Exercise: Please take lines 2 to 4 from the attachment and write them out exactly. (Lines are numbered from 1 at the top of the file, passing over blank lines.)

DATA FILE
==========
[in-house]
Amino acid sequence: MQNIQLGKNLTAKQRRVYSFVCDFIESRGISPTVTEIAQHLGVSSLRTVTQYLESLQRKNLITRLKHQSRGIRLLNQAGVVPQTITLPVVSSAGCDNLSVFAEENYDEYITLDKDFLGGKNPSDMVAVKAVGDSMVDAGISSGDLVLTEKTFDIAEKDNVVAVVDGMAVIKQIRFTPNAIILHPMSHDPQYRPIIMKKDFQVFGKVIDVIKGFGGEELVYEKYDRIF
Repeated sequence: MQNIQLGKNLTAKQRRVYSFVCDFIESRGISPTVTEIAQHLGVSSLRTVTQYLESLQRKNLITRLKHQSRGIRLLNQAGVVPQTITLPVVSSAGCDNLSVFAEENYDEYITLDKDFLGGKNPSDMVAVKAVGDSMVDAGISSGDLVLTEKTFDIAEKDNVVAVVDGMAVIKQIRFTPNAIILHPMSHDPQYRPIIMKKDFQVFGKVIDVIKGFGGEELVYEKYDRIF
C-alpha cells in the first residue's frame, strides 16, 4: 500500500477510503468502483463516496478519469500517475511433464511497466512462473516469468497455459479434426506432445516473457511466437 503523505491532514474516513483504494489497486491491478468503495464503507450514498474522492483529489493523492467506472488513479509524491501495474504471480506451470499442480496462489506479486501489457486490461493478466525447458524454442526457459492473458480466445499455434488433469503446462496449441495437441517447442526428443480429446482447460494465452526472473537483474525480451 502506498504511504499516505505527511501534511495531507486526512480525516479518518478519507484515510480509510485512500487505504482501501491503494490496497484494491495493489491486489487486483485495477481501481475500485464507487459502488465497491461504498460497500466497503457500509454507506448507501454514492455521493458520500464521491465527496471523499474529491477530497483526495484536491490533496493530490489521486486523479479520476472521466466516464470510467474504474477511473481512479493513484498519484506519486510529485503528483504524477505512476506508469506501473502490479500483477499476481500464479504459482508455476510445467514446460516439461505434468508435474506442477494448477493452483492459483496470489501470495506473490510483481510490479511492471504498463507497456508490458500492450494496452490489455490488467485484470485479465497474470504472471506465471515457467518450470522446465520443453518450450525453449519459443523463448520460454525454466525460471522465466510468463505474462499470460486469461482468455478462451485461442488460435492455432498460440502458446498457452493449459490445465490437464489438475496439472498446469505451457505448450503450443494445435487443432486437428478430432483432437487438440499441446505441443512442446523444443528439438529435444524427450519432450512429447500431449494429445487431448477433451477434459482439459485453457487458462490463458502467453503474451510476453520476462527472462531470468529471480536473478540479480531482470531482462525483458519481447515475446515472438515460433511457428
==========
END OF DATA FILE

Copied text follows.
Amino acid sequence: MQNIQLGKNLTAKQRRVYSFVCDFIESRGISPTVTEIAQHLGVSSLRTVTQYLESLQRKNLITRLKHQSRGIRLLNQAGVVPQTITLPVVSSAGCDNLSVFAEENYDEYITLDKDFLGGKNPSDMVAVKAVGDSMVDAGISSGDLVLTEKTFDIAEKDNVVAVVDGMAVIKQIRFTPNAIILHPMSHDPQYRPIIMKKDFQVFGKVIDVIKGFGGEELVYEKYDRIF
Repeated sequence: MQNIQLGKNLTAKQRRVYSFVCDFIESRGISPTVTEIAQHLGVSSLRTVTQYLESLQRKNLITRLKHQSRGIRLLNQAGVVPQTITLPVVSSAGCDNLSVFAEENYDEYITLDKDFLGGKNPSDMVAVKAVGDSMVDAGISSGDLVLTEKTFDIAEKDNVVAVVDGMAVIKQIRFTPNAIILHPMSHDPQYRPIIMKKDFQVFGKVIDVIKGFGGEELVYEKYDRIF
C-alpha cells in the first residue's frame, strides 16, 4: 500500500477510503468502483463516496478519469500517475511433464511497466512462473516469468497455459479434426506432445516473457511466437 503523505491532514474516513483504494489497486491491478468503495464503507450514498474522492483529489493523492467506472488513479509524491501495474504471480506451470499442480496462489506479486501489457486490461493478466525447458524454442526457459492473458480466445499455434488433469503446462496449441495437441517447442526428443480429446482447460494465452526472473537483474525480451 502506498504511504499516505505527511501534511495531507486526512480525516479518518478519507484515510480509510485512500487505504482501501491503494490496497484494491495493489491486489487486483485495477481501481475500485464507487459502488465497491461504498460497500466497503457500509454507506448507501454514492455521493458520500464521491465527496471523499474529491477530497483526495484536491490533496493530490489521486486523479479520476472521466466516464470510467474504474477511473481512479493513484498519484506519486510529485503528483504524477505512476506508469506501473502490479500483477499476481500464479504459482508455476510445467514446460516439461505434468508435474506442477494448477493452483492459483496470489501470495506473490510483481510490479511492471504498463507497456508490458500492450494496452490489455490488467485484470485479465497474470504472471506465471515457467518450470522446465520443453518450450525453449519459443523463448520460454525454466525460471522465466510468463505474462499470460486469461482468455478462451485461442488460435492455432498460440502458446498457452493449459490445465490437464489438475496439472498446469505451457505448450503450443494445435487443432486437428478430432483432437487438440499441446505441443512442446523444443528439438529435444524427450519432450512429447500431449494429445487431448477433451477434459482439459485453457487458462490463458502467453503474451510476453520476462527472462531470468529471480536473478540479480531482470531482462525483458519481447515475446515472438515460433511457428